“Come here,” he said, “I want to show you something.”
I put down the book I was reading, a book about dragons that were telepathically connected to their handlers, and I stood up to follow him. I had two favorite worlds; one of them spun from small type and imagination, the other a place of individual wonders narrated by my grandfather. I was always willing to trade one for the other.
I couldn’t always count on my grandfather’s world being less fictional than fantasy novels, however. After all, it turned out there really weren’t crabs that lived in the snow and charcoal didn’t actually grow on trees. None of this really mattered to me though, lines blurred and there was just as much magic in the symmetrical chambers of a paper wasp’s nest or a faint line of geese sounding impossibly near, heralding the way north.
“She’s up there,” he said. He pointed. The rickety rooftop antennae that normally funneled transmissions to the television below had collected a falcon. “She’s a peregrine.” He said this like she was a Cadillac, more expensive, attractive, better built than any other bird he had ever shown me. “And she’s a falconer’s bird.”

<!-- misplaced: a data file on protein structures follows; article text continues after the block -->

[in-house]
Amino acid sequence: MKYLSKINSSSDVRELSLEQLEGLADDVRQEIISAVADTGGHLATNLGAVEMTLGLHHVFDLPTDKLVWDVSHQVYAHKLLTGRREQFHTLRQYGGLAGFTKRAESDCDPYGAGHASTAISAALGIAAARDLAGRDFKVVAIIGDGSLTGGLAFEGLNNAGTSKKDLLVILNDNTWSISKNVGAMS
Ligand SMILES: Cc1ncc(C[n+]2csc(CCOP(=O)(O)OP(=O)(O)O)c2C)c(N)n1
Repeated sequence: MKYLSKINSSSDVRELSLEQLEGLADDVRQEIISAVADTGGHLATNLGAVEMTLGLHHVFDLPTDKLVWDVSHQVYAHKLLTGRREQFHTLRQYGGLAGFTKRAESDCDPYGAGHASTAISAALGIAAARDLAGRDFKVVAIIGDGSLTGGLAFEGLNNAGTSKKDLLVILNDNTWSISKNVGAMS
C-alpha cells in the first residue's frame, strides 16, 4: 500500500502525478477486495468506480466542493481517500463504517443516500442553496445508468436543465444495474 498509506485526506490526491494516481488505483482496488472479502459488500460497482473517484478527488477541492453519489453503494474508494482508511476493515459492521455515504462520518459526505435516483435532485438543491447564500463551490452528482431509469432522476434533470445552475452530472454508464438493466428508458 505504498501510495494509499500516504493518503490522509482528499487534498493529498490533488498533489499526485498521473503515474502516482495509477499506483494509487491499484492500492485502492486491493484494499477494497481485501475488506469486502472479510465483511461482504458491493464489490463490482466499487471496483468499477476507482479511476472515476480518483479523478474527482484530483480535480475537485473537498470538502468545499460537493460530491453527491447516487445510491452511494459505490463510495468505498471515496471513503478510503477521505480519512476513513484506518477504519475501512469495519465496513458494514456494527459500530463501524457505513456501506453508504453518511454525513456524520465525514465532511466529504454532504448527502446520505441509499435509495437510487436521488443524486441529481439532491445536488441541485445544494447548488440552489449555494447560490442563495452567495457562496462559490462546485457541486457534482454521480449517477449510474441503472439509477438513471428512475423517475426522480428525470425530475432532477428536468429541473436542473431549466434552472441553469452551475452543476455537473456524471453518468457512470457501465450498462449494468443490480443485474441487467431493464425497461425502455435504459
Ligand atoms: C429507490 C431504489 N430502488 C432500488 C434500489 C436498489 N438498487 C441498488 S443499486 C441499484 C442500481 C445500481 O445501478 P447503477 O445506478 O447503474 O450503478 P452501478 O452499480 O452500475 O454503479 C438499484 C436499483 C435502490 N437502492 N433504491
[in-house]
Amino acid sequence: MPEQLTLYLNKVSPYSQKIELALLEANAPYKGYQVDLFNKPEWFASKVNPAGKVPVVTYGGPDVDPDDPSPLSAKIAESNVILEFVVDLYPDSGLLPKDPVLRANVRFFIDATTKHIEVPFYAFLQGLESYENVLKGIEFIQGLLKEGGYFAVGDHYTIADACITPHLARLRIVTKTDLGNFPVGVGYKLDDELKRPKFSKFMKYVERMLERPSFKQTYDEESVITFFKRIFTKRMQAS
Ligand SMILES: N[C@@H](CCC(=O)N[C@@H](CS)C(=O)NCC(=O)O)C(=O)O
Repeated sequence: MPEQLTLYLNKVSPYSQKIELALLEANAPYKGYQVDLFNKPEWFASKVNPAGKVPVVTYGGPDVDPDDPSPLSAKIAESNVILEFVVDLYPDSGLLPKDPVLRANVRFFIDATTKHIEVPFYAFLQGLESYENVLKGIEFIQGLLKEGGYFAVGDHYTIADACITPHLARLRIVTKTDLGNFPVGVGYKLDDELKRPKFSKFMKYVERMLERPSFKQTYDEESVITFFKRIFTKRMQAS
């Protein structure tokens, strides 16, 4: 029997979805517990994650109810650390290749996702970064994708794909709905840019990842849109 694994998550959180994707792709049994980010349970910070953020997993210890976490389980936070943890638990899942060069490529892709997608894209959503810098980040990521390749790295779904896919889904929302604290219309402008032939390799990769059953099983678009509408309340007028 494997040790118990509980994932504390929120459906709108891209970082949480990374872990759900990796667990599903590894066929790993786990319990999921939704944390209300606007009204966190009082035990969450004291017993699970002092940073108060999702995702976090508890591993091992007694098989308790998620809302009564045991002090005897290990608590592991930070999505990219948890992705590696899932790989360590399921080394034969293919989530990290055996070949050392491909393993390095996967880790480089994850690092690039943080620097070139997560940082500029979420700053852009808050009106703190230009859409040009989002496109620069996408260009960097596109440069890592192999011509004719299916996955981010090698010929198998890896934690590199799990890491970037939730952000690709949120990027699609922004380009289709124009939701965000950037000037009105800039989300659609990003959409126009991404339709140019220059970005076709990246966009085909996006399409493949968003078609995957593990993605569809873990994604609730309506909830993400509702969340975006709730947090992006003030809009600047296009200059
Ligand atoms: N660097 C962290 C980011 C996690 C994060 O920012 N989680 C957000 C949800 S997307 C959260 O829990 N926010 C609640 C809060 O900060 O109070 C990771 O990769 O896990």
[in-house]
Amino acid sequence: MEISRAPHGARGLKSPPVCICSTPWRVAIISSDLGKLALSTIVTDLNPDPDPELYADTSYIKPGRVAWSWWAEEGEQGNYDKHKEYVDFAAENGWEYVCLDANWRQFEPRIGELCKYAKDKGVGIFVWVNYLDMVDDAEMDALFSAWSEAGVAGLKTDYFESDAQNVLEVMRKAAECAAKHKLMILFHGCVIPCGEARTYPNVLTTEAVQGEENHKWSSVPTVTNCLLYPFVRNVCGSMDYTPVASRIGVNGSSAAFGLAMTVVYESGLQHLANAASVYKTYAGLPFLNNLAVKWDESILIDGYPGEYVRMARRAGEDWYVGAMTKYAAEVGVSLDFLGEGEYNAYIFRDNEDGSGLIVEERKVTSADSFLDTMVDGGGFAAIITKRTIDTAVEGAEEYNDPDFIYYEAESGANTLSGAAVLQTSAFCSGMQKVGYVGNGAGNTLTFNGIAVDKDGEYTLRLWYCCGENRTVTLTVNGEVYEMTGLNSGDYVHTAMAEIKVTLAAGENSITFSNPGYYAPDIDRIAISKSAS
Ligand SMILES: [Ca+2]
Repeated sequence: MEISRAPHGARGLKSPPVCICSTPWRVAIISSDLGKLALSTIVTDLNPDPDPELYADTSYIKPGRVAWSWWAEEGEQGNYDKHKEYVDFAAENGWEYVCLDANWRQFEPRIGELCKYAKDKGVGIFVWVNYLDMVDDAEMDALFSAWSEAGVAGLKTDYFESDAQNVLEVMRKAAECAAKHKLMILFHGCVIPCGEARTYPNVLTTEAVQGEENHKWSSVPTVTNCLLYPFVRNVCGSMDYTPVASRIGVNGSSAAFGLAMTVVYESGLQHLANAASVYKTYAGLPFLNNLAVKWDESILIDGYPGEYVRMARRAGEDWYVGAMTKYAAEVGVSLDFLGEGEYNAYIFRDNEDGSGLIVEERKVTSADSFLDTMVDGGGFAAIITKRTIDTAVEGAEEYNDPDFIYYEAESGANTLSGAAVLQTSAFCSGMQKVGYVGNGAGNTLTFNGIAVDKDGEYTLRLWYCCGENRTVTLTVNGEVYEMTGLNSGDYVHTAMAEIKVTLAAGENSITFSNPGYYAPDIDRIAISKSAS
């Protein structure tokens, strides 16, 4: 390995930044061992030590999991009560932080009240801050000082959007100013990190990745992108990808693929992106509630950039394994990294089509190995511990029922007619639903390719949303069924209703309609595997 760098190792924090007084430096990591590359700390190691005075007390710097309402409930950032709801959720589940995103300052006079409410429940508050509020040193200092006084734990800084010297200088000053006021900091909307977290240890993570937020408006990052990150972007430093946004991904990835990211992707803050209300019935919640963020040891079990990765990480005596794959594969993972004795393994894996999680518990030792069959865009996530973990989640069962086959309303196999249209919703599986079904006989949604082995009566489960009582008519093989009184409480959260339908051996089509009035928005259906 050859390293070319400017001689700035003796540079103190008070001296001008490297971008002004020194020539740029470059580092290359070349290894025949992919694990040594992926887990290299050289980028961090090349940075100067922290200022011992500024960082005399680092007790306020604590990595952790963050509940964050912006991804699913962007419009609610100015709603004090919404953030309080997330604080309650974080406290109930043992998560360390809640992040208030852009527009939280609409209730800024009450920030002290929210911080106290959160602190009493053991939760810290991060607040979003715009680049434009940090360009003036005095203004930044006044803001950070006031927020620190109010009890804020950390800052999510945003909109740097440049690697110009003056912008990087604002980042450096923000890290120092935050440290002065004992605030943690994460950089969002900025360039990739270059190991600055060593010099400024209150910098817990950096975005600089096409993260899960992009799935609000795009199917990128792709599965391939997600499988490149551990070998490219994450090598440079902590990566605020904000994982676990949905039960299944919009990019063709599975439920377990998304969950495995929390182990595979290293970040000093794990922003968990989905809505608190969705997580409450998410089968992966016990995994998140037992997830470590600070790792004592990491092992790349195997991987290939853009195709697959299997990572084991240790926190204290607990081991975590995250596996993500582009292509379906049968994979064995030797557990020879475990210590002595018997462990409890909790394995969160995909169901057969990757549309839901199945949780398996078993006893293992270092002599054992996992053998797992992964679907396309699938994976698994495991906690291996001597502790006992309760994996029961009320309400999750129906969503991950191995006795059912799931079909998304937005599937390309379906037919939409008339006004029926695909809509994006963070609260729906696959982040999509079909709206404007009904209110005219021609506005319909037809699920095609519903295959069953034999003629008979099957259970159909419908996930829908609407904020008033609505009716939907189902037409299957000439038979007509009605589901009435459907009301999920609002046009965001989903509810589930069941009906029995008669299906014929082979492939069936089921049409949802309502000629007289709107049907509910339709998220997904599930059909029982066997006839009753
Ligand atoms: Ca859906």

I don’t know how he recognized this after inspecting her, why he understood anklets and bells, why he also knew someone hunted ducks with her. He didn’t know any falconers. It may have been that he had just read A True Story of Friendship and Espionage by Robert Lindsey, about Christopher Boyce, the falconer who sold classified information to the Soviet Union and was convicted of spying. Boyce was local and his story captivated. Or perhaps it was 1980, Boyce fresh in my grandfather’s mind, having now escaped from Lompoc and proving that the meticulous mind of a falconer was also practical for orchestrating successful bank robberies. Seventeen of them to be exact. I can’t be sure, because my grandfather never told me about Boyce. His storyteller’s sensibilities kept him from spinning tales that were impossible to believe, even if they were true.
Instead, my grandfather told me about this bird’s falconer, how he lived, where he would hunt. He described how they worked together and the care he had to take to keep her flying and returning. He knew for a fact that she was just stopping over, on her way back to him. I believed every word.
I think there are stories that once heard, forever remain a whisper in your ear. They are always true in their own way. It doesn’t make a difference if they’re fiction.
You don’t recognize their power when you first hear them. I went back to my book after the falcon flew away. My grandfather returned to his saw, slicing pine, dovetailing wood pieces into the whole of whatever he was working on. Neither of us knowing he had shown me a fork in the road, given me a falcon to chase and that I would never be able to resist.